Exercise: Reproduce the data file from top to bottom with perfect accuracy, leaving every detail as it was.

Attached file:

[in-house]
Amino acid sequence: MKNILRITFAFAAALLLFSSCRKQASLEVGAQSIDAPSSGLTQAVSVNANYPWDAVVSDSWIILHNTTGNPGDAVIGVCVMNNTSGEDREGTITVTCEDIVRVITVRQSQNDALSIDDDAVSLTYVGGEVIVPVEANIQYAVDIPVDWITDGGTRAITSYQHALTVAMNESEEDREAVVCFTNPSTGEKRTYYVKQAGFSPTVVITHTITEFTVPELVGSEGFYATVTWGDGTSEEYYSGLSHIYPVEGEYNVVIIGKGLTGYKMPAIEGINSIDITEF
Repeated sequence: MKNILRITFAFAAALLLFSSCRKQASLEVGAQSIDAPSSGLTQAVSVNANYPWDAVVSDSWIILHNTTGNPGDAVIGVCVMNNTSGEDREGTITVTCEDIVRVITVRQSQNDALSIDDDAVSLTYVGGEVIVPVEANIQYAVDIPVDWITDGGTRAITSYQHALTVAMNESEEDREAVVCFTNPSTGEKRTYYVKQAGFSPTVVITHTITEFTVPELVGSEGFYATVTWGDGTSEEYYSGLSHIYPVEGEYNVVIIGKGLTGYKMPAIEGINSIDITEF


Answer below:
[in-house]
Amino acid sequence: MKNILRITFAFAAALLLFSSCRKQASLEVGAQSIDAPSSGLTQAVSVNANYPWDAVVSDSWIILHNTTGNPGDAVIGVCVMNNTSGEDREGTITVTCEDIVRVITVRQSQNDALSIDDDAVSLTYVGGEVIVPVEANIQYAVDIPVDWITDGGTRAITSYQHALTVAMNESEEDREAVVCFTNPSTGEKRTYYVKQAGFSPTVVITHTITEFTVPELVGSEGFYATVTWGDGTSEEYYSGLSHIYPVEGEYNVVIIGKGLTGYKMPAIEGINSIDITEF
Repeated sequence: MKNILRITFAFAAALLLFSSCRKQASLEVGAQSIDAPSSGLTQAVSVNANYPWDAVVSDSWIILHNTTGNPGDAVIGVCVMNNTSGEDREGTITVTCEDIVRVITVRQSQNDALSIDDDAVSLTYVGGEVIVPVEANIQYAVDIPVDWITDGGTRAITSYQHALTVAMNESEEDREAVVCFTNPSTGEKRTYYVKQAGFSPTVVITHTITEFTVPELVGSEGFYATVTWGDGTSEEYYSGLSHIYPVEGEYNVVIIGKGLTGYKMPAIEGINSIDITEF